Honorary Degree Recipients Host Students
Governors State University’s (GSU) 2018 Honorary Degree Recipients—all examples to students, faculty, and staff—took time before Saturday’s commencement to talk with students in intimate Q &A sessions.
In two invitation-only events, social activist Martin R. Castro and veteran reporting team Carol Marin and Don Moseley shared personal reflections, professional milestones, and a wealth of wisdom that left students grateful and inspired.
Marin and Moseley, an award winning reporting team for more than 30 years, responded to questions on how to maintain the relevance and integrity of journalism, often attacked as “fake news” in the digital age.
“These two represent brilliance together as a team,’’ said Professor Yevette Brown, who called Marin and Moseley mentors and moderated Friday’s discussion.
Journalists, once limited to print or broadcast media, have watched newspaper after newspaper fade and television news stations implode. Meanwhile, social and other web-based media have exploded in popularity.
Still, journalism is alive and well, Marin said. “You are now on all platforms. You are going to tweet it, (put it) on Facebook. It’s everywhere. It’s not dead." GSU President Elaine P. Maimon, who attended Friday’s session, said the university’s media program is evolving right alongside the industry. “We have to transform what we do in media education.”
Co-directors of a university-based media studies program, Marine and Moseley said they infuse a lesson on ethics in each journalism class they teach.
To preserve their own integrity and that of the craft, Moseley said reporters are obligated to question what officials report as truth. “You have to be able to challenge. Challenge everything,” he said.
“Hold it up to the light,’’ Marin added. “Does it meet the standard?”
They pose questions of their own to students who say they want to pursue journalism: “Can you do research? Can you pick up the phone and call somebody?” Moseley asked, adding a journalist’s skill set includes the ability to converse rather than text.
Across campus, Castro and Associate Professor David Golland spent time with students seeking social justice careers.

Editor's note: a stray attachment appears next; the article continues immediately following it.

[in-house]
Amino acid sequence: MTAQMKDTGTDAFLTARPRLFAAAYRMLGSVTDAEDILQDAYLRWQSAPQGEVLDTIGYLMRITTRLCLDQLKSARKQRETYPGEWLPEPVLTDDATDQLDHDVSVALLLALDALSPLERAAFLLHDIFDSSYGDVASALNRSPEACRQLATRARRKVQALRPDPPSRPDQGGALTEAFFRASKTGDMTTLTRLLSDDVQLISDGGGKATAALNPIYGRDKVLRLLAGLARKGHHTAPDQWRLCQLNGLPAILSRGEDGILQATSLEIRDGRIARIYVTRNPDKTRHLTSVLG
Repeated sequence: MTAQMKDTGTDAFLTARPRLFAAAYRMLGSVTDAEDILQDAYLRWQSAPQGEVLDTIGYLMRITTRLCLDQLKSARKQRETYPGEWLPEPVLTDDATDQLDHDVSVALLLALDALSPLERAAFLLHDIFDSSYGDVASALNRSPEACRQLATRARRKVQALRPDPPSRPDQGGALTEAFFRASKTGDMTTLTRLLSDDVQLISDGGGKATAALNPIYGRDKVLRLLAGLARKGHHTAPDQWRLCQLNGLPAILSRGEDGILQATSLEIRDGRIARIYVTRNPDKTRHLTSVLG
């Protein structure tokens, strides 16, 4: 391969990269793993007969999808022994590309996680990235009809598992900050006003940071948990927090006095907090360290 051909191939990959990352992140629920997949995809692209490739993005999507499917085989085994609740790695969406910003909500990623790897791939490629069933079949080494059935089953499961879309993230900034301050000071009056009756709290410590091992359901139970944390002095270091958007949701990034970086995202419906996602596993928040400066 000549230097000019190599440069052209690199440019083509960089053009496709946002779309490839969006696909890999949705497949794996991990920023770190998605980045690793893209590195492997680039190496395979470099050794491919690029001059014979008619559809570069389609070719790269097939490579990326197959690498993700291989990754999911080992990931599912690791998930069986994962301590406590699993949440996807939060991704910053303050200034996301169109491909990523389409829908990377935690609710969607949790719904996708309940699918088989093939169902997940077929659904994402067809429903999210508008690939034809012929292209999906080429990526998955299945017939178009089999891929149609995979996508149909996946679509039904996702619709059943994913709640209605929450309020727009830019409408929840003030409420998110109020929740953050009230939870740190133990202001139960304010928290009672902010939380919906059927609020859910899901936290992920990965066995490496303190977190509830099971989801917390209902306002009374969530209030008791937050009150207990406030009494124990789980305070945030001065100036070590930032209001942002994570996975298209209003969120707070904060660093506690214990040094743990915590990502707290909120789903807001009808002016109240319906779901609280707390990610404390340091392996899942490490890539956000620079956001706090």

Like Marin and Moseley, Castro was the first in his family to graduate college and for more than 30 years has sought to expose and correct injustices.
He, too, had faced difficult circumstances early on in his law career. As a young attorney at Baker McKenzie Chicago, the international law firm, he spoke out at a company meeting after learning a senior partner had made racist comments to a job applicant.
Saying the act had contrasted with the widespread acceptance he had experienced as a Latino at the firm, Castro recommended the man be fired. He admitted he feared losing his job but could not stay silent about discrimination. “The cost would be my soul,” he said. The firm took his advice.
For Castro, the call to challenge what he was being told also drove him to press forward for the rights of his own community and others.
He challenged a high school counselor’s advice to get a job at a local steel mill after graduation.
He went to college and ultimately obtained a law degree from the University of Michigan because he realized it was lawyers who were making many decisions that impacted his South Side neighbors.
In his lifetime, Castro has impacted millions of lives as the Chairman of the U.S. Commission on Civil Rights appointed by President Obama in 2011 and before that as chair of the Illinois Human Rights Commission.
Today, Castro is president of Castro Synergies, a consulting firm that advises corporations, entrepreneurs and nonprofit organizations on working with diverse communities and markets.
Senior Justin Smith thanked Castro for taking time and sharing experiences and context. “You can get data everywhere,’’ Castro said. “But it doesn’t teach you how the world works. The combination with experience is what’s important.”